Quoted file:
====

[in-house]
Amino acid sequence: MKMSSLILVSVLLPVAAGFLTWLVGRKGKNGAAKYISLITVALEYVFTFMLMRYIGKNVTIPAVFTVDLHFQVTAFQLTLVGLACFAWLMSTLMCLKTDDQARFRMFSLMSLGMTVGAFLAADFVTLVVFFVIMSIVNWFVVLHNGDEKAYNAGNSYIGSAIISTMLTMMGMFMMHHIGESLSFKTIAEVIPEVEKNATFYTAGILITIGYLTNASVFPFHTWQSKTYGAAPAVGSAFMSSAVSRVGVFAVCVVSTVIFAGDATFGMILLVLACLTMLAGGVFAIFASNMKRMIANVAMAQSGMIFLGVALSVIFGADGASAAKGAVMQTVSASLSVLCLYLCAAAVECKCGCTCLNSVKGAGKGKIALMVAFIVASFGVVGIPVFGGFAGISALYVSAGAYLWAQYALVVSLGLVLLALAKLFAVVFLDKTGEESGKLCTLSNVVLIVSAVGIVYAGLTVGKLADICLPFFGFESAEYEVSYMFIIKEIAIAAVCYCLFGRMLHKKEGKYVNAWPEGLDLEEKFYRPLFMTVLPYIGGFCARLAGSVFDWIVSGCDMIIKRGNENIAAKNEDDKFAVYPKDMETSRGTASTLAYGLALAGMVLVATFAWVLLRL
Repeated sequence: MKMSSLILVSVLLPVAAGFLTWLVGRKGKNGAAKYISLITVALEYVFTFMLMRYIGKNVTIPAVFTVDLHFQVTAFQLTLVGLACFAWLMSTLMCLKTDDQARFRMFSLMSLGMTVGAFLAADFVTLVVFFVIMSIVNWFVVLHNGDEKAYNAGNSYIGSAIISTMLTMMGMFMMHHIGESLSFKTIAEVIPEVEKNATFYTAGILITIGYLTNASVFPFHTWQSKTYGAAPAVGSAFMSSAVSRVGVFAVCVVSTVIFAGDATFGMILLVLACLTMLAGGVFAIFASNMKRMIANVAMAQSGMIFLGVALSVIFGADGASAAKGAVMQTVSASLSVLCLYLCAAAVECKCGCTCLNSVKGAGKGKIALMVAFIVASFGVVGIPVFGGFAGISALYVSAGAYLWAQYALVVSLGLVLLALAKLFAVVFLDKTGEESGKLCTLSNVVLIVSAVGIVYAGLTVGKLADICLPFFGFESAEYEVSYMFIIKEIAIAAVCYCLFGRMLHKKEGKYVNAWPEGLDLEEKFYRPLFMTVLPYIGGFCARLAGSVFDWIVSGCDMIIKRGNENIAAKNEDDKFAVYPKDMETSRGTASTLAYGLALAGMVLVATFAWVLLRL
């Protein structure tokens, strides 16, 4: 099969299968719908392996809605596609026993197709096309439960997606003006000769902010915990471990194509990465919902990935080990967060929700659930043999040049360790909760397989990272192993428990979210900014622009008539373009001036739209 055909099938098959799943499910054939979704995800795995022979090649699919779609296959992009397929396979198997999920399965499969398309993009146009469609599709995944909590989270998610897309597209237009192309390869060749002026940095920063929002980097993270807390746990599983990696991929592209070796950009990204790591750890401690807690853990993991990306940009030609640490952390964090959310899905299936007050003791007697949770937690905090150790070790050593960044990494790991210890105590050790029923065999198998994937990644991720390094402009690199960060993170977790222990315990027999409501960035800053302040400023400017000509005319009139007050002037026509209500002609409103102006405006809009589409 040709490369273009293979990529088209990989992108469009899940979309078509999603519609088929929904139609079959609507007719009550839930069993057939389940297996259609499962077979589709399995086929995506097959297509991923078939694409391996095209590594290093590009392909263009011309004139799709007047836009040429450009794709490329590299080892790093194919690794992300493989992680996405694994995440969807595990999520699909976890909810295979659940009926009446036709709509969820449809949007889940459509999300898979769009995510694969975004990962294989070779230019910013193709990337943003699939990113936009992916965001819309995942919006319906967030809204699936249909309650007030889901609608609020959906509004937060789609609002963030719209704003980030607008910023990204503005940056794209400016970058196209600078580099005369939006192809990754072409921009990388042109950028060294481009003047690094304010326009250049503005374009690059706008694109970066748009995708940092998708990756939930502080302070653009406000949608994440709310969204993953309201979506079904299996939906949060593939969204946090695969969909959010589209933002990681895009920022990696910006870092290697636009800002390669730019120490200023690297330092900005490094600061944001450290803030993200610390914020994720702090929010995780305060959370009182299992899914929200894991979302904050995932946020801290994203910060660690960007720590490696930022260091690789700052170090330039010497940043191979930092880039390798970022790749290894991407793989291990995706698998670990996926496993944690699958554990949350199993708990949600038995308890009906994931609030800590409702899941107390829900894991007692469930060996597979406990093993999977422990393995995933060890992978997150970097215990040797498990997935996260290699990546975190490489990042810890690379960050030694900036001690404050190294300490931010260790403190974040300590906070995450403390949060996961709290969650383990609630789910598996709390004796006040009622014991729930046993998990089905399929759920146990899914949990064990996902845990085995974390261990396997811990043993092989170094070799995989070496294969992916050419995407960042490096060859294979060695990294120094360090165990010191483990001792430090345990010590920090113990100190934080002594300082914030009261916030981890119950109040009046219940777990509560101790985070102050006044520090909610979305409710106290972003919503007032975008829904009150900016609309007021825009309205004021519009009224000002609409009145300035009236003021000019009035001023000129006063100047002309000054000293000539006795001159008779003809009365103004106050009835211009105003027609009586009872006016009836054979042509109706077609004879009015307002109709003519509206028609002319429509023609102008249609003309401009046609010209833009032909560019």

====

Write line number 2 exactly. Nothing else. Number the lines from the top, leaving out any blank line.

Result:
Amino acid sequence: MKMSSLILVSVLLPVAAGFLTWLVGRKGKNGAAKYISLITVALEYVFTFMLMRYIGKNVTIPAVFTVDLHFQVTAFQLTLVGLACFAWLMSTLMCLKTDDQARFRMFSLMSLGMTVGAFLAADFVTLVVFFVIMSIVNWFVVLHNGDEKAYNAGNSYIGSAIISTMLTMMGMFMMHHIGESLSFKTIAEVIPEVEKNATFYTAGILITIGYLTNASVFPFHTWQSKTYGAAPAVGSAFMSSAVSRVGVFAVCVVSTVIFAGDATFGMILLVLACLTMLAGGVFAIFASNMKRMIANVAMAQSGMIFLGVALSVIFGADGASAAKGAVMQTVSASLSVLCLYLCAAAVECKCGCTCLNSVKGAGKGKIALMVAFIVASFGVVGIPVFGGFAGISALYVSAGAYLWAQYALVVSLGLVLLALAKLFAVVFLDKTGEESGKLCTLSNVVLIVSAVGIVYAGLTVGKLADICLPFFGFESAEYEVSYMFIIKEIAIAAVCYCLFGRMLHKKEGKYVNAWPEGLDLEEKFYRPLFMTVLPYIGGFCARLAGSVFDWIVSGCDMIIKRGNENIAAKNEDDKFAVYPKDMETSRGTASTLAYGLALAGMVLVATFAWVLLRL